He serves on the Board of Advisors for Fictionaut. He’s the author of a slew of novels and short story collections, and a memoir. He’s taught a generation or two how to write, including a distinguished cast of Fictionauts, down at the Center for Writers at the University of Southern Mississippi, any one of whom could do a better job of writing this than me. He is also Executive Editor of the acclaimed Mississippi Review.
So you’re a writer and you think you’ve got problems? Try being a younger brother of a man whose stories still stand like monuments out there in the land of literature. So, OK, you’ve got this famous brother, and you’re in the same line of work, and what are you going to do? The brother already did it, and did it better, and what’s the odds of two Nolan Ryans showing up in the same family with the 101 mph fastball, you see what I’m saying?
Someone once asked Heidegger about reading Nietzsche, and Heidegger says to the guy, first go read Aristotle for ten to fifteen years.
Which, in a sense, is what Frederick Barthelme did. He knew that no one could ever do what the brother did, and it was pointless to try, so he did the literary equivalent of reading Aristotle for a few decades, out in the woodshed.
When he emerged, a few decades later, he was holding “Shopgirls.”
If you want to write, but you honestly believe you can’t wait ten years or ten minutes — well, first of all, you’re wrong — but if you’re in a hurry, read Barthelme’s own account of how he came to his hard won personal aesthetic.
Or, just read “Shopgirls” ten to fifteen times.
How influential was this short story? Published almost 28 years ago, literary critics still write about it. B.W. Jorgensen has a terrific article on “Shopgirls” published in New Ohio Review, wannabe writers in thrall with the second person ape it, and one famous comedian felt he had to expropriate it for himself. A few years ago Steve Martin jacked Rick’s title, lopped off an ‘s’ and published the book and made a movie version too, casting himself opposite the lovely Claire Danes.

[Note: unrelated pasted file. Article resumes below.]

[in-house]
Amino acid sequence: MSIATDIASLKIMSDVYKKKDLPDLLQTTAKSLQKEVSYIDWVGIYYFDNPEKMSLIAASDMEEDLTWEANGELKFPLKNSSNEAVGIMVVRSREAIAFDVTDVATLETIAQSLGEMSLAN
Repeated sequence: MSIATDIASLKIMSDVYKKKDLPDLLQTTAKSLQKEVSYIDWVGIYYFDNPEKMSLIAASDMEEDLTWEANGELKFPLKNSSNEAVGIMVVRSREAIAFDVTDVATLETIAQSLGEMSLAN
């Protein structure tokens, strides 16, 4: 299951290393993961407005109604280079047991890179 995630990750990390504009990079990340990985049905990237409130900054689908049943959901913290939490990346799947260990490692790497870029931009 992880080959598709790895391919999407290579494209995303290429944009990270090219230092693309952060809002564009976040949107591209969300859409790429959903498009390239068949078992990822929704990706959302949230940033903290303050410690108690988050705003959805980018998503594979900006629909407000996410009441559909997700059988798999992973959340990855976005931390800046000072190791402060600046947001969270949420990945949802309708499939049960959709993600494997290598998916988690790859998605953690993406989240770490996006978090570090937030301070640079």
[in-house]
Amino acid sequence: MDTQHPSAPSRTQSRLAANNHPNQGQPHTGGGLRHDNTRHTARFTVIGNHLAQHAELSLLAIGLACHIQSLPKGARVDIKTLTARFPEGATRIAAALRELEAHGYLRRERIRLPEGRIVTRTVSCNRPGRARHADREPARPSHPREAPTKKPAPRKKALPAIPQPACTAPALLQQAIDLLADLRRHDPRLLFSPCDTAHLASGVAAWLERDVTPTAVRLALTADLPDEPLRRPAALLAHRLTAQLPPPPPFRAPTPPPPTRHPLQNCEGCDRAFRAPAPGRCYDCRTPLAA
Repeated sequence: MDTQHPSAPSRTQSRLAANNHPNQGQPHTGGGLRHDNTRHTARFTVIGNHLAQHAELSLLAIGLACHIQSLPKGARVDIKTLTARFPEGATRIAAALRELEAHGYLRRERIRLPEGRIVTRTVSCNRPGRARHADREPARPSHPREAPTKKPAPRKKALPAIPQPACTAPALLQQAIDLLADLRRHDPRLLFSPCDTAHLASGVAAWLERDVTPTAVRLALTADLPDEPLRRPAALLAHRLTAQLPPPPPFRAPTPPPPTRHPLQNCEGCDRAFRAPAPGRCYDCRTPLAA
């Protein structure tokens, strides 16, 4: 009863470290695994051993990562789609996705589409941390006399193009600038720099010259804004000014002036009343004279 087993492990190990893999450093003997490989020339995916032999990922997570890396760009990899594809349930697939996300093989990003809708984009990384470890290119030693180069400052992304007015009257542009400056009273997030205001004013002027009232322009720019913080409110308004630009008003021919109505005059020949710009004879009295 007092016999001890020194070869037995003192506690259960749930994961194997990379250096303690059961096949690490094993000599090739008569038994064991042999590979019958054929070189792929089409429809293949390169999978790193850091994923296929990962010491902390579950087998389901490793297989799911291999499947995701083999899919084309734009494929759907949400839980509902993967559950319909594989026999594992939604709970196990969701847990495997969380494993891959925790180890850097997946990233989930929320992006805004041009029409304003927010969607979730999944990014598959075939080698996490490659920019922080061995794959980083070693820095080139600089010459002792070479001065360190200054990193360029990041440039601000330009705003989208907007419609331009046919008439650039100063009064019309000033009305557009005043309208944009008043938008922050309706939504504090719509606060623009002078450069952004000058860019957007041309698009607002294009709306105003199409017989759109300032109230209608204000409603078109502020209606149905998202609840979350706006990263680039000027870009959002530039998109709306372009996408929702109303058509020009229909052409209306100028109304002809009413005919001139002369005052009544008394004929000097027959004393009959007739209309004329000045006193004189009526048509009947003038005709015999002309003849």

In his remarkable collection of stories, a retrospective look at 29 of the finest stories written by an American writer, The Law of Averages, Barthelme reflects on the many characters he has created over the years, and how it all comes back to that barbecued chicken in the clear plastic in “Shopgirls.” That’s some chicken.
Forgive me, please, for going on like this. It’s just that whatever I’ve learned about writing goes back to the chicken also, and to this story, and what followed from it. As for its author, well — all together class — we love him as hard as we can. — Gary Percesepe
Here is Rick’s introduction to the story:
Like most stories, “Shopgirls,” first published in Esquire in 1982, is less “about” something than it “is” something–a pinball journey with an amusingly repressed but intensely sexual pre-stalker stalker and a few young women who are all too aware of their intoxicating power. These folks gather, exchange numbers, stories, frames of reference, then bounce away from each other in a way as accidental as their coming together. In the course of these events the principals reveal themselves to each other and the reader, suggesting the ways in which our brittle connections are made and severed, our families are lost, and our personal histories have their claims on us. In sum, it’s sort of like real life.
Line Breaks is a regular feature in which accomplished authors introduce and share their first published stories with the Fictionaut community. Line Breaks is edited by Gary Percesepe. You can read Frederick Barthelme’s “Shopgirls” on Fictionaut.